The world first got word of Christopher Nolan’s non-Batman related project shortly after The Dark Knight released in 2008. Two trailers later and I still have no idea what this movie is about. I do know that I trust Nolan (damned if The Dark Knight doesn’t top almost all other comic movies), that DiCaprio has proven himself a pretty decent actor following that whole Titanic debacle, and that Joseph Gordon-Levitt and Ellen Page are both supremely likeable and extremely talented. Inception‘s trailers make me cock my head in confusion, but they also make me want more. On a personal note, I love it when movies open on my birthday, and this one should be a great gift. Official Site.
Scott Pilgrim vs. the World (August 13, 2010):
I haven’t read graphic novels on which Edgar Wright’s latest movie is based (comics and/or graphic novels seem to be a theme for 2010, but I’m a nerd and proud of it), but I plan on it. Wright is the genius behind romzomcom Shaun of the Dead and buddy-cop comedy Hot Fuzz, which are some of my favorites of the last decade. Scott Pilgrim‘s premise seems a mite ridiculous: to win over the girl of his dreams, slacker Scott must beat her seven evil exes, who are out to murder him. The cast includes some really fantastic up-and-comers (Michael Cera, Anna Kendrick, Brandon Routh, Mary Elizabeth Winstead), and with Wright behind the camera, it has the potential to be both utterly ridiculous and a hell of a lot of fun. Wright’s vlogs on the Official Site are worth a watch.
Let Me In (October 1, 2010):
Before I claim excitement for this one, let me relay my suspicions. American remakes of foreign movies in the last few years have been totally lacking (in particular, our re-imaginings of J-horror have been pretty terrible…and we apparently have a remake of Oldboy to look forward to in 2012, blegh). 2008’s Swedish vampire movie Let the Right One In (Låt den rätte komma in) left me wide-eyed and horrified–in an awesome way. The film, set in a frigid Sweden suburb, is one of the coldest, most unrelentingly realistic and horrible portrayals of childhood, and the novel by John Ajvide Lindqvist is even more bizarre and haunting. To be fair, child actors Kodi Smit-McPhee (The Road) and Chloe Moretz (500 Days of Summer) seem capable of bringing Oskar and Eli to believable life. But we so often dumb down horror for American audiences, this could be a cringeworthy adaptation. Please, please, don’t let it be rated PG-13. No official site or poster for this one yet. IMDb.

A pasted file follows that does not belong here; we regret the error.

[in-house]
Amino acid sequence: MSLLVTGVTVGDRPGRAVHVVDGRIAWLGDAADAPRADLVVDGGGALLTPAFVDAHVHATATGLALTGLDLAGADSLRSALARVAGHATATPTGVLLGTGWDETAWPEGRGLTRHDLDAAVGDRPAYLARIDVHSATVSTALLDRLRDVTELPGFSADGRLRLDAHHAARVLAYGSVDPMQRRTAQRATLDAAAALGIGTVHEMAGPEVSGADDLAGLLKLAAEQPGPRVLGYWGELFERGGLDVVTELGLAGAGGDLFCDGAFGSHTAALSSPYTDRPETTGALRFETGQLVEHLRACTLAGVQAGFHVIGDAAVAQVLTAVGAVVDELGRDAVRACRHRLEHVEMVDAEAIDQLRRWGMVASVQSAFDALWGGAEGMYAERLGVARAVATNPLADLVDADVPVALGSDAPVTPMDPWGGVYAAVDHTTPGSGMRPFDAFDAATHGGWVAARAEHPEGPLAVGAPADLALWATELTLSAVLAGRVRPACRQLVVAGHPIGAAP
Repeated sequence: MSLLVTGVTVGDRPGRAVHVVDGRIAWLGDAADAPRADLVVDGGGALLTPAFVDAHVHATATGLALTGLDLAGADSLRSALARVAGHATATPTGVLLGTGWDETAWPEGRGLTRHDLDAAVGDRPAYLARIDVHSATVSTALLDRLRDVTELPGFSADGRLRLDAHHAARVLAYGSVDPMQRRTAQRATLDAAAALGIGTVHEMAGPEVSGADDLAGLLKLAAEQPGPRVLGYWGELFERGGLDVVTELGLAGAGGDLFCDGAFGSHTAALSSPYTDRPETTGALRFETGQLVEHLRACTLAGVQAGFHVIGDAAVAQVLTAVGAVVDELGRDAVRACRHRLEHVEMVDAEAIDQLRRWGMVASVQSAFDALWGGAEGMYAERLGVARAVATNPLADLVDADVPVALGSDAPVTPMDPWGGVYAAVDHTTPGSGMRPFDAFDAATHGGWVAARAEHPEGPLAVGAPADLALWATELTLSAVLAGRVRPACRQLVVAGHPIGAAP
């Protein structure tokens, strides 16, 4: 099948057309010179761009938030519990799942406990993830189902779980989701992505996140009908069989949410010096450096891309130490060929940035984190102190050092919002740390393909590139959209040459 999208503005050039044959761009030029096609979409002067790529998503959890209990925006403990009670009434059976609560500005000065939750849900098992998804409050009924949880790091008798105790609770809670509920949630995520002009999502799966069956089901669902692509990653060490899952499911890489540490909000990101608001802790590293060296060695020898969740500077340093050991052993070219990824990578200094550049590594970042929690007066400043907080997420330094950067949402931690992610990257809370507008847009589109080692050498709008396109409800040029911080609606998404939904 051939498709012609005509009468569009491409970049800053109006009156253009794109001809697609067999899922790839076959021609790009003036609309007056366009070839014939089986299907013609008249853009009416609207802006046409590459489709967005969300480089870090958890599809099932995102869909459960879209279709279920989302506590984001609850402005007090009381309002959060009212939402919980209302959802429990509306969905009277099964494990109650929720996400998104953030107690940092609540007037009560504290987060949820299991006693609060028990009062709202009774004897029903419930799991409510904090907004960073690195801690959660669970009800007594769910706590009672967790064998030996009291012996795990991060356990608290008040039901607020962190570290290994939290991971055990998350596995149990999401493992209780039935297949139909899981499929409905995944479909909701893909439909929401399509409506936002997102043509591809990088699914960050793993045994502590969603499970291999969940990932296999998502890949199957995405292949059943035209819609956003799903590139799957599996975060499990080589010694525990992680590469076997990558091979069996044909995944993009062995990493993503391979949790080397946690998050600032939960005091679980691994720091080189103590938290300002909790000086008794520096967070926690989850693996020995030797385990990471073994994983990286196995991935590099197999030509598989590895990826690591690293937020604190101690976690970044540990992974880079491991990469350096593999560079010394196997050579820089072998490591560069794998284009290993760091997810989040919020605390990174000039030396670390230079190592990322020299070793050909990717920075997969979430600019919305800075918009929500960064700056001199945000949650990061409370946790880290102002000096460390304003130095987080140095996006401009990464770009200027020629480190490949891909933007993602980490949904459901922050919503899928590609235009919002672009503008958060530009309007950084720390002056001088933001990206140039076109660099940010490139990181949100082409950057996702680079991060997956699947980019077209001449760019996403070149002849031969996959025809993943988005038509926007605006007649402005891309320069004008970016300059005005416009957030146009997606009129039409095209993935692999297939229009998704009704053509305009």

Harry Potter and the Deathly Hallows, Part I (November 19, 2010):
Yes, I’m an avid Harry Potter reader. I have waited in two-hour lines for the midnight releases of each movie since Prisoner of Azkaban. I had issues with both the fifth (Order of the Phoenix) and sixth (Order of the Phoenix) movies, but David Yates seems the most capable director to finish off the series. His decision to divide the seventh book into two films (which Jo Rowling likely insisted upon) makes me feel like cheering. The movies have often missed important info and scenes to which readers are very attached, and the seventh novel is simply too big for one film. The first few movies in the series were released around the holidays, and their recent switch to summer releases felt inherently wrong to me; I’m thrilled to see Warner placing Part I at Thanksgiving, the way the series started. It feels like a good omen. No official site or poster for this one yet, either. IMDb.
Secondarily psyched for:
Faithful CLR readers, what movies are you excited for this year?
(All photos copyright their original owners.)